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  • Inside the Mind of a New York Times Book Review Editor

    Today, I spoke with Sam Tanenhaus, who is an editor at the New York Times Book Review.  He’s got quite the job, receiving hundreds if not thousands of books.  As an upcoming author and friend to many other authors and people who want to get into the publishing business, I thought it would be a good idea to interview Sam.  After interviewing Sam, it’s safe to say that you need a bit of luck, and a high quality book in order to even have a chance at getting reviewed. 

    What takes you from reading a book to writing a review about it? What is the process of selection?

    My inclination, in almost every instance, is to think first of someone else, one of our many fine critics. On occasion, however, one of my colleagues–one of our half dozen superb “preview editors,” who do the lion’s share of reading and assigning–will suggest that I might be an adequate reviewer. This happened, for instance, in the case of a biography of Richard Hofstadter. Since I write history myself and have a particular interest in his subjects, this made sense, so I did it.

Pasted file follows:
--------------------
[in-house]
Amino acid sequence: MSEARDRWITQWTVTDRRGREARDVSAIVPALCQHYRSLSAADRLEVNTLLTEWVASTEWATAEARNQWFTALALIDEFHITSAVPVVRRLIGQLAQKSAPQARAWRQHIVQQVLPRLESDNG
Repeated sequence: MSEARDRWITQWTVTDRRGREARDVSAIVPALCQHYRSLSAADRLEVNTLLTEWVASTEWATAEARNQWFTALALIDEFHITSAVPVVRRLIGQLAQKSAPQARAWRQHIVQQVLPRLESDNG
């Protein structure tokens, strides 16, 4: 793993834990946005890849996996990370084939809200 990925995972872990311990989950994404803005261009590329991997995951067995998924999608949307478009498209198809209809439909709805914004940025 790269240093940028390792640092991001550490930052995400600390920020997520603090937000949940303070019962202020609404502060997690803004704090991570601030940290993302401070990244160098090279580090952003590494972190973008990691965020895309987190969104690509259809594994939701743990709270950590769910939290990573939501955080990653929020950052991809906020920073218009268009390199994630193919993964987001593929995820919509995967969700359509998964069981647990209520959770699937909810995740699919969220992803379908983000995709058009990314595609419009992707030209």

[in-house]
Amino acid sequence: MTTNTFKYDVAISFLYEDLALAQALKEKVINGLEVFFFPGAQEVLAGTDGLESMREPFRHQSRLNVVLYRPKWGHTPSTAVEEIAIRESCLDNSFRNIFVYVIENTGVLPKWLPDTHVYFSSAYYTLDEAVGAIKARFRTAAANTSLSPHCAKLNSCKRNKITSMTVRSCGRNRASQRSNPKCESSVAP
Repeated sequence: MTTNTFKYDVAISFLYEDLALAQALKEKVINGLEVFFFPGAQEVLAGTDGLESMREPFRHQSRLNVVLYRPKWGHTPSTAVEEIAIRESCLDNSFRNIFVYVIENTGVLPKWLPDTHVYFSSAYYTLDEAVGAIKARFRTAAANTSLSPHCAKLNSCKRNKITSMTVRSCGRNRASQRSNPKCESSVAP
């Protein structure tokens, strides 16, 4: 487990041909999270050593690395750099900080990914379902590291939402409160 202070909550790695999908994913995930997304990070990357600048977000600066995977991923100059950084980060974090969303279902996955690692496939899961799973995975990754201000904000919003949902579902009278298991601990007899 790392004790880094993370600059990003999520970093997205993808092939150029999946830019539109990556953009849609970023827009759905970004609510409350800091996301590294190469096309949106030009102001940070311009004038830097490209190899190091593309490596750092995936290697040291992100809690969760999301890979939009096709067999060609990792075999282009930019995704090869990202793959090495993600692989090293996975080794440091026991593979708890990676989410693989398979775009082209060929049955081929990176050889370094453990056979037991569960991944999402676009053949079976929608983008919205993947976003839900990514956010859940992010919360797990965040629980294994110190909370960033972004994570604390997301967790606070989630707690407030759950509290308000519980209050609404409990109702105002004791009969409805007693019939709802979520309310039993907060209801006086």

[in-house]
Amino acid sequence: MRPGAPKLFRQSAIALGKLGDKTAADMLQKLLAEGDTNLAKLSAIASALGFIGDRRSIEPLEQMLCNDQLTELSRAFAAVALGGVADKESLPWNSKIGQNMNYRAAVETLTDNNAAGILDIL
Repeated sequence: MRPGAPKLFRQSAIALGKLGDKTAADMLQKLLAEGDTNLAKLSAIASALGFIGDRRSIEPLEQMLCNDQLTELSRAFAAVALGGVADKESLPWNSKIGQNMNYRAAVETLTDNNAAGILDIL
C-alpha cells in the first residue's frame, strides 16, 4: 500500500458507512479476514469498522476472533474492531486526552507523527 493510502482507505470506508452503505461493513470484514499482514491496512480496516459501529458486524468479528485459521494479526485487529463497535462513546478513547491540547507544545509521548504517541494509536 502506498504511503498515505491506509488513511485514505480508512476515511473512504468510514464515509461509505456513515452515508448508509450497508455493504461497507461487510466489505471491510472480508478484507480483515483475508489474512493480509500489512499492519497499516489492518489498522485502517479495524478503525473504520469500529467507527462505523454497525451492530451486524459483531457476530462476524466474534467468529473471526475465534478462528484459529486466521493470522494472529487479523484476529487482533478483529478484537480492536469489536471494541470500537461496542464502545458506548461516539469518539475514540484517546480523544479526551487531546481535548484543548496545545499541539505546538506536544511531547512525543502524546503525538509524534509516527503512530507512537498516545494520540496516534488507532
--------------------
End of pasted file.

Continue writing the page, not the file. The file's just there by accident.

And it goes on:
How many books have you received over the past year? How many of those books have you read? Out of that amount, how many have received reviews? Were they all positive?

    We receive hundreds of books each week. I myself read only a small portion, though collectively as a staff, we read several thousand. We review perhaps 2 percent of the books published each year. Our reviews cover a broad range, from admiring to unadmiring. We have no control over what a reviewer will say about a given book. Our most important statement is the decision to send it out for review. By doing so, we’re indicating our belief that the book merits attention. The rest is up to the reviewer.

    How have you built your personal brand over time? Looking back, what would you have changed as you progressed in your career?

    My career, such as it is, has been one long accident. Much of what I’ve done, I would not have predicted for myself, though each step, or misstep, seemed to make sense at the time.

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    Sam Tanenhaus was named editor, Book Review of The New York Times in March 2004. Mr. Tanenhaus had previously worked for The Times from 1997 until 1999 as the assistant editor to the Op-Ed pages. He has also written for the Book Review and the Op-Ed page, as well as Arts & Ideas, the Week in Review and The Times Magazine.

    Dan Schawbel is the Managing Partner of Millennial Branding, a Gen Y research and consulting firm. He is the New York Times and Wall Street Journal bestselling author of Promote Yourself: The New Rules For Career Success (St. Martin’s Press) and the #1 international bestselling book, Me 2.0: 4 Steps to Building Your Future (Kaplan Publishing), which combined have been translated into 15 languages.

    Posted in Interview, People, Personal Branding
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